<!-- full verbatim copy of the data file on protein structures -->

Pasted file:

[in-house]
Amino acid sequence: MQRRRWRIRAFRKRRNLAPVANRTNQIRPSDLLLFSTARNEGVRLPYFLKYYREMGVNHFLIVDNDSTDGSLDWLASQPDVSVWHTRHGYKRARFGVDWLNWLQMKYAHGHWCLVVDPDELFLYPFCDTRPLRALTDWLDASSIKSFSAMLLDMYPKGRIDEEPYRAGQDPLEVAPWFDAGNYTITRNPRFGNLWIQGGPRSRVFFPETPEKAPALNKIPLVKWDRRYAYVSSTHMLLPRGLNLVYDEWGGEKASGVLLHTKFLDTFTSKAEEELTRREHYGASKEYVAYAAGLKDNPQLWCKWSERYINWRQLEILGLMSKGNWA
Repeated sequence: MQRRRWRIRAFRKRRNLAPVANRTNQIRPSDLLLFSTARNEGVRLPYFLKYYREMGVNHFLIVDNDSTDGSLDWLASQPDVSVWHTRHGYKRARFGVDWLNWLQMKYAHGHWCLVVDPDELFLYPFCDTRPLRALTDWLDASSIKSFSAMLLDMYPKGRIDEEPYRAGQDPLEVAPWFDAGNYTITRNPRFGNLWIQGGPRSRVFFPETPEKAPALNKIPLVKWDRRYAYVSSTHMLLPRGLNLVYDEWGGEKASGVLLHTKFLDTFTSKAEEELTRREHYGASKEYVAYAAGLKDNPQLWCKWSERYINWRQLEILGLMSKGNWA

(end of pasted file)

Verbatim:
[in-house]
Amino acid sequence: MQRRRWRIRAFRKRRNLAPVANRTNQIRPSDLLLFSTARNEGVRLPYFLKYYREMGVNHFLIVDNDSTDGSLDWLASQPDVSVWHTRHGYKRARFGVDWLNWLQMKYAHGHWCLVVDPDELFLYPFCDTRPLRALTDWLDASSIKSFSAMLLDMYPKGRIDEEPYRAGQDPLEVAPWFDAGNYTITRNPRFGNLWIQGGPRSRVFFPETPEKAPALNKIPLVKWDRRYAYVSSTHMLLPRGLNLVYDEWGGEKASGVLLHTKFLDTFTSKAEEELTRREHYGASKEYVAYAAGLKDNPQLWCKWSERYINWRQLEILGLMSKGNWA
Repeated sequence: MQRRRWRIRAFRKRRNLAPVANRTNQIRPSDLLLFSTARNEGVRLPYFLKYYREMGVNHFLIVDNDSTDGSLDWLASQPDVSVWHTRHGYKRARFGVDWLNWLQMKYAHGHWCLVVDPDELFLYPFCDTRPLRALTDWLDASSIKSFSAMLLDMYPKGRIDEEPYRAGQDPLEVAPWFDAGNYTITRNPRFGNLWIQGGPRSRVFFPETPEKAPALNKIPLVKWDRRYAYVSSTHMLLPRGLNLVYDEWGGEKASGVLLHTKFLDTFTSKAEEELTRREHYGASKEYVAYAAGLKDNPQLWCKWSERYINWRQLEILGLMSKGNWA